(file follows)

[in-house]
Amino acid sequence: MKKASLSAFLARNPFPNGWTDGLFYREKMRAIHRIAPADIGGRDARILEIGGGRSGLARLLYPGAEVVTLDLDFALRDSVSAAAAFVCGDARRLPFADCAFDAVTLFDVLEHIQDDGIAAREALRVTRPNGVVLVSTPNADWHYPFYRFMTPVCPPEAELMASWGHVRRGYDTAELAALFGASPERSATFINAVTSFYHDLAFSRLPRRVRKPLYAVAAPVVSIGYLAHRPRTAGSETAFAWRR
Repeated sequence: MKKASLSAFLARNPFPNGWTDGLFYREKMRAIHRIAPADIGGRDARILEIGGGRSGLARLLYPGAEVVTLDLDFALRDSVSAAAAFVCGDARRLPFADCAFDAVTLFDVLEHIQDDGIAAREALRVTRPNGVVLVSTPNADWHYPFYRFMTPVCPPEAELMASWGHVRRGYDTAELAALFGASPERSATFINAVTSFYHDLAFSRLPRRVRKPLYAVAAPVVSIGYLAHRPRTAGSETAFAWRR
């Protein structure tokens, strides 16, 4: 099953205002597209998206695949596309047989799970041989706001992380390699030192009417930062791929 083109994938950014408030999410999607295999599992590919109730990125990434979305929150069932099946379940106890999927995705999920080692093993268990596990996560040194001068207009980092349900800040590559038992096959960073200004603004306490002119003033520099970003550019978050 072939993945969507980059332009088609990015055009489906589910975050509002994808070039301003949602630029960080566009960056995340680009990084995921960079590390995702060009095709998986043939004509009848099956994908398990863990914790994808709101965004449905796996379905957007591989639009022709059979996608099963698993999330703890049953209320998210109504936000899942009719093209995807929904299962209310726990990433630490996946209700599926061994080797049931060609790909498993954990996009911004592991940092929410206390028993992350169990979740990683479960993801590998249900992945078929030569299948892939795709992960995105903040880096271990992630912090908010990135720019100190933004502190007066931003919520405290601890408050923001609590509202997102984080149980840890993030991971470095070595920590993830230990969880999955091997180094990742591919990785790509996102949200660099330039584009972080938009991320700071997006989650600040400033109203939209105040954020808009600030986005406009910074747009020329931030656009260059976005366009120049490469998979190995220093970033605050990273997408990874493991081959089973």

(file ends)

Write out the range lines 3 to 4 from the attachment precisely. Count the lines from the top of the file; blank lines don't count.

Repeated sequence: MKKASLSAFLARNPFPNGWTDGLFYREKMRAIHRIAPADIGGRDARILEIGGGRSGLARLLYPGAEVVTLDLDFALRDSVSAAAAFVCGDARRLPFADCAFDAVTLFDVLEHIQDDGIAAREALRVTRPNGVVLVSTPNADWHYPFYRFMTPVCPPEAELMASWGHVRRGYDTAELAALFGASPERSATFINAVTSFYHDLAFSRLPRRVRKPLYAVAAPVVSIGYLAHRPRTAGSETAFAWRR
């Protein structure tokens, strides 16, 4: 099953205002597209998206695949596309047989799970041989706001992380390699030192009417930062791929 083109994938950014408030999410999607295999599992590919109730990125990434979305929150069932099946379940106890999927995705999920080692093993268990596990996560040194001068207009980092349900800040590559038992096959960073200004603004306490002119003033520099970003550019978050 072939993945969507980059332009088609990015055009489906589910975050509002994808070039301003949602630029960080566009960056995340680009990084995921960079590390995702060009095709998986043939004509009848099956994908398990863990914790994808709101965004449905796996379905957007591989639009022709059979996608099963698993999330703890049953209320998210109504936000899942009719093209995807929904299962209310726990990433630490996946209700599926061994080797049931060609790909498993954990996009911004592991940092929410206390028993992350169990979740990683479960993801590998249900992945078929030569299948892939795709992960995105903040880096271990992630912090908010990135720019100190933004502190007066931003919520405290601890408050923001609590509202997102984080149980840890993030991971470095070595920590993830230990969880999955091997180094990742591919990785790509996102949200660099330039584009972080938009991320700071997006989650600040400033109203939209105040954020808009600030986005406009910074747009020329931030656009260059976005366009120049490469998979190995220093970033605050990273997408990874493991081959089973």